Dry Skin Problems
Dry Skin (Anhidrosis)
Skin on the soles of the feet relies on perspiration to prevent it becoming dry. When perspiration is insufficient, skin can become flaky, hard, tight and uncomfortable and even cracked, leading to bleeding and infection.
Dry skin can result from other conditions, such as diabetes, thyroid dysfunction, psoriasis, eczema, and poor circulation, or be the result of a skin defect you are born with. Dry skin also worsens with age and can be affected by cold windy weather, sun, detergents, soaps and other chemicals.
Our skin produces a substance called filaggrin which acts like the cement between the cells of our epidermis (outer layers). Various environmental issues cause this to wear away, such as air conditioning, central heating, and regular washing. This then makes our skin more susceptible to flaking, peeling and infection such as fungus (ringworm, athlete’s foot) or bacteria (cellulitis).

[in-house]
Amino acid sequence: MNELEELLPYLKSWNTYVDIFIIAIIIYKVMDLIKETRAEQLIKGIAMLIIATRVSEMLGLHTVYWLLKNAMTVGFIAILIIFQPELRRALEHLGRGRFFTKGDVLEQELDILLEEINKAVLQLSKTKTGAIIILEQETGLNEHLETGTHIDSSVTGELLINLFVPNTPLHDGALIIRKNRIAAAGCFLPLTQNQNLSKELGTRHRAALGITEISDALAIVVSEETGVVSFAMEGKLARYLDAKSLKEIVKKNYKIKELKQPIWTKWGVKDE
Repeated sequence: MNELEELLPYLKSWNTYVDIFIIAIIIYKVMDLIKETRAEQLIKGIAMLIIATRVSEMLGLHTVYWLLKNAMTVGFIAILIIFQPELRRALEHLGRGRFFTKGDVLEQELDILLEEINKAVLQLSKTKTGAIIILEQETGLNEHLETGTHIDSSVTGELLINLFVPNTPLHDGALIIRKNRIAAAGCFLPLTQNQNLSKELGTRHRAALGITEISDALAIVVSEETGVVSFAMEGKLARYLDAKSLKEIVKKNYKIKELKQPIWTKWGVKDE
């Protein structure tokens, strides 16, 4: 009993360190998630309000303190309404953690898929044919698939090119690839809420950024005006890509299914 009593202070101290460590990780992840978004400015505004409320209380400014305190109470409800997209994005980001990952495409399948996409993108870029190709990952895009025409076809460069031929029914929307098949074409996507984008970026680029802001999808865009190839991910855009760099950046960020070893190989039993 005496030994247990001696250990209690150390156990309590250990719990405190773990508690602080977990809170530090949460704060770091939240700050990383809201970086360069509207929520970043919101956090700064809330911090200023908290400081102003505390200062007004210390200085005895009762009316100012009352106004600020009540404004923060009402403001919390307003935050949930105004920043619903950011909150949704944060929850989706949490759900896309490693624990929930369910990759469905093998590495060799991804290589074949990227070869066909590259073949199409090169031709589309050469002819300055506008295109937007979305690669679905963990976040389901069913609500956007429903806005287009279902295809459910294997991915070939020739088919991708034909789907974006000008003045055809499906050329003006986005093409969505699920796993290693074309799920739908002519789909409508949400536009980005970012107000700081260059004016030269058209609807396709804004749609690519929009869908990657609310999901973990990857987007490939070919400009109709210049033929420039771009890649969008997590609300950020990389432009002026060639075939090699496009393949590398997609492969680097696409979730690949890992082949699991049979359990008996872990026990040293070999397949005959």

When we bathe or shower, we remove the filaggrin from our skin, which then takes up to 3 days to replenish. However we are then usually showering again the next day, preventing the skins ability to re-establish this protective substance. Some ingredients in out bathing products also speed up the erosion of filaggrin – specifically sodium laureth sulphate. This is usually one of the main ingredients in bath foam, shower gel and hand wash.
What can I do?
- You should visit a Podiatrist who can advise you on simple home care and life style changes which will improve the condition.
REMEMBER, dry skin will not disappear overnight but will improve with regular maintenance.